Canelo floors Rocky Fielding four times to become 3-weight champ

David Cooper 16/12/2018
  • Facebook
  • Twitter
  • G+
  • Mail
  • Pinterest
  • LinkedIn
  • Facebook
  • Twitter
  • G+
  • WhatsApp
  • Pinterest
  • LinkedIn
Rocky Fielding takes a count in his bout against Saul Alvarez

Saul Canelo Alvarez has become a three-weight world champion after knocking down Britain’s Rocky Fielding four times in three rounds to claim the WBA “regular” super-middleweight title at Madison Square Garden.

Alvarez, whose first professional titles came at welterweight, went into his first fight at 168lbs as the favourite, despite the fact he was fighting 21lbs and three divisions above where he first established himself.

The 28-year-old Mexican wasted no time in giving his opponent a taste of what was to come, bruising Fielding’s ribs with a huge body shot and sending him to the mat in the first round.

The 6ft 1in Liverpudlian recovered to get back on his feet, but the onslaught continued and he was knocked down again by another body shot in the second round.

A blow to the head sent 31-year-old Fielding to the floor for a third time in the third round, and it was when Alvarez’s relentless body shots sent Fielding crashing a fourth time that the referee decided he had seen enough.

Fielding, making a first defence of the title he won against Tyron Zeuge in July, managed to exchange some shots with his 5ft 9in opponent in the second round.

But he could not put his height advantage to good use and ultimately was outclassed by the world’s highest-paid athlete.

In October, the Alvarez signed a five-year, 11-fight contract worth a minimum 365million dollars (£290m).

Most popular

Related Tags

Related Sections

Anthony Joshua says he's ready for Deontay Wilder or Tyson Fury bout

  • Facebook
  • Twitter
  • G+
  • Mail
  • Pinterest
  • LinkedIn
  • Facebook
  • Twitter
  • G+
  • WhatsApp
  • Pinterest
  • LinkedIn

Anthony Joshua claims he is ready to fight Deontay Wilder or Tyson Fury when they are ready.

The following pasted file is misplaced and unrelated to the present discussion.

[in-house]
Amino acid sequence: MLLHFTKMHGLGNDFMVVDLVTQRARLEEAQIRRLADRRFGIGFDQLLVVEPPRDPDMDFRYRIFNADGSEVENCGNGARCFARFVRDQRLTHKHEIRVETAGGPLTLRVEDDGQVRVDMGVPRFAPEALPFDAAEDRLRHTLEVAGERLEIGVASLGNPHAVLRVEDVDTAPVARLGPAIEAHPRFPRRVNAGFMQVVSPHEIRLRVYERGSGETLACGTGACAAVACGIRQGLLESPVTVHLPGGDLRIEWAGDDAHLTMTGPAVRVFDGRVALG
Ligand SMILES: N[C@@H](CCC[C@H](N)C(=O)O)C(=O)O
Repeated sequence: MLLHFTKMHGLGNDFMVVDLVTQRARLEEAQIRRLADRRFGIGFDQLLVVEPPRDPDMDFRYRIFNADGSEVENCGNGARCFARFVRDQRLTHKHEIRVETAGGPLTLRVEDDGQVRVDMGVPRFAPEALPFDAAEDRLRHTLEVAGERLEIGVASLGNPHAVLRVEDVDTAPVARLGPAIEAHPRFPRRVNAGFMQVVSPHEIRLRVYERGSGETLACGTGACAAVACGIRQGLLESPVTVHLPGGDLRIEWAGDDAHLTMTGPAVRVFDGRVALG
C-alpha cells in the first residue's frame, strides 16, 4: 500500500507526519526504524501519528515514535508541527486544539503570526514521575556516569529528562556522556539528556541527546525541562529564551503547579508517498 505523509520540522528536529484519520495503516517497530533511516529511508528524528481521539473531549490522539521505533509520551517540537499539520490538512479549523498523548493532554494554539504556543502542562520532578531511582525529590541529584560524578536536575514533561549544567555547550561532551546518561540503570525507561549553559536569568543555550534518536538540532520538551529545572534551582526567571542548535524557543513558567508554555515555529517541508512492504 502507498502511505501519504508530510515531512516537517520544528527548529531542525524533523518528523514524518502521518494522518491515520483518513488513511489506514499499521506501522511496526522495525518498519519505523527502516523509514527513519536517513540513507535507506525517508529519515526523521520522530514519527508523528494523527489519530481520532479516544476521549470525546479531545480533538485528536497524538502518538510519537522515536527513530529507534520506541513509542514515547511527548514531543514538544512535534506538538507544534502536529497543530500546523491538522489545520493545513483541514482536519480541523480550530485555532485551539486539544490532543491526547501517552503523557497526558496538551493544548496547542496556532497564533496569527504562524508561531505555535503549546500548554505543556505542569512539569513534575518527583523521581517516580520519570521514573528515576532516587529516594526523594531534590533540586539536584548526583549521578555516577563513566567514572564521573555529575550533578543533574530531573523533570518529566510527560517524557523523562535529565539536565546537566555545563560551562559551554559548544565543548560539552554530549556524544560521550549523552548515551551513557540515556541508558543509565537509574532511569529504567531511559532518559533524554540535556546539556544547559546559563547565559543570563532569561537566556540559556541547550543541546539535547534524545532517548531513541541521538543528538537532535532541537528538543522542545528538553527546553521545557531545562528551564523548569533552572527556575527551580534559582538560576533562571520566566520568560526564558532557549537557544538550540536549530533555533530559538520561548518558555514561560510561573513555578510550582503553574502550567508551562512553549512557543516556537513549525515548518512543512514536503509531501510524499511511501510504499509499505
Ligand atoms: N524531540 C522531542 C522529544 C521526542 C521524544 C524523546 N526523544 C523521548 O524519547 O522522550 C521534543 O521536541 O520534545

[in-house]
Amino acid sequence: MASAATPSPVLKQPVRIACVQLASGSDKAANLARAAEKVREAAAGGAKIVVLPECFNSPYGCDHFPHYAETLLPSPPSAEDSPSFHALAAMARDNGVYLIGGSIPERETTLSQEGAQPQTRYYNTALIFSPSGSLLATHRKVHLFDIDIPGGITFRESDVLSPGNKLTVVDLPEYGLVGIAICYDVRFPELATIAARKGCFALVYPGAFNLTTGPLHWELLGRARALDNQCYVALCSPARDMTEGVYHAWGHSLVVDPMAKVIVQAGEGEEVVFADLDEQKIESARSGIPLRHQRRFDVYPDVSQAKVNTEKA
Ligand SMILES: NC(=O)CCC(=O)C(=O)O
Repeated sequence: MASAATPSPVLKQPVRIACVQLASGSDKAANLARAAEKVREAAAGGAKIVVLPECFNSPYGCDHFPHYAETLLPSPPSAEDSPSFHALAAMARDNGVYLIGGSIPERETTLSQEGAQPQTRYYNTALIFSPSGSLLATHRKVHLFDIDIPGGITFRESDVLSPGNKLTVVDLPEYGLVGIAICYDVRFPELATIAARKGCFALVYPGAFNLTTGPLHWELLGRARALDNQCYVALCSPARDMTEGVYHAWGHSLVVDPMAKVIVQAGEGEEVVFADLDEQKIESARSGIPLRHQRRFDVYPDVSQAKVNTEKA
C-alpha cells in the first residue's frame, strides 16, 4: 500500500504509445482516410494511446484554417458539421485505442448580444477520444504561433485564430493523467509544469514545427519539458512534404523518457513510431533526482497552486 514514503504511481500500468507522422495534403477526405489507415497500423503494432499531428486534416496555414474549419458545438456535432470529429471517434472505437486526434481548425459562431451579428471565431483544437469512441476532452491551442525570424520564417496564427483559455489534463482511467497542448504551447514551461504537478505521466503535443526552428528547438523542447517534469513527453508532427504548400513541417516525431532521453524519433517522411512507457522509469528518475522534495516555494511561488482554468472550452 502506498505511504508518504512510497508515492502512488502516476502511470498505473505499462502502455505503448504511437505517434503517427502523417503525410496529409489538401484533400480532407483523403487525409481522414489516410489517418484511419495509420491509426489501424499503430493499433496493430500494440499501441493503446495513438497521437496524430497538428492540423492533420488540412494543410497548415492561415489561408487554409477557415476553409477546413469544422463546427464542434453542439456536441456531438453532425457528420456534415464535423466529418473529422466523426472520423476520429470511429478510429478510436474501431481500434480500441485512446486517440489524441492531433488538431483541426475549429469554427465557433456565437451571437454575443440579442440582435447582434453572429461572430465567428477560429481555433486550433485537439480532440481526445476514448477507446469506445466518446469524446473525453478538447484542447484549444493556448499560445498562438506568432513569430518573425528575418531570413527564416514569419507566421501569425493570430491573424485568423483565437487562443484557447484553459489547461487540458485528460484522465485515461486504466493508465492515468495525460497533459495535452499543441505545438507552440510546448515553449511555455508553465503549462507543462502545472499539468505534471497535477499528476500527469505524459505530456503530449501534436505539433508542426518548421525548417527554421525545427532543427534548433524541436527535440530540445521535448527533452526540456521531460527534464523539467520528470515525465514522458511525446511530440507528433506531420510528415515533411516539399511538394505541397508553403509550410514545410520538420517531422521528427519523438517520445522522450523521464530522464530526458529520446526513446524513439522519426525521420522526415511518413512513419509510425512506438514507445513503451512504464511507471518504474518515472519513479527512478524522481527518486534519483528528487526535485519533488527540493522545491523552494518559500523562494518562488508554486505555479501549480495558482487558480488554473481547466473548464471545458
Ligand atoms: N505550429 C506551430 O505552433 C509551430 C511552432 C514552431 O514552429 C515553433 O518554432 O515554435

The British heavyweight, holder of three of the four world belts, has been accused by some fight fans of ducking the big match-ups, while rivals Wilder and Fury had a thrilling brawl in Los Angeles at the weekend.

Fury called Joshua a “chicken” and a rematch between him and Wilder looks inevitable in the wake of their controversial draw.

That could mean Joshua being frozen out of the division’s top fights for a little while yet, but the 29-year-old reckons he is ready to go.

After Wilder’s co-manager Shelly Finkel suggested a Wilder-Joshua showdown could happen, Joshua wrote on Twitter: “What took this fool so long? Like we ain’t been interested?!

“Anyway well done Fury! They (Wilder) wanted to get to you because they assumed you was finished!! I’ll give you a fair one when your ready. Either one of you!”

Joshua’s promoter, Eddie Hearn, has gone to Los Angeles this week and says he is hoping to talk about an April date between his fighter and Wilder.

Fury’s promoter, Frank Warren, however, hopes to open talks over Fury-Wilder II.

Hearn told the Daily Mail: “First we need to find out what is happening with a Wilder-Fury rematch and whether the rematch clause we are hearing about is what it seems.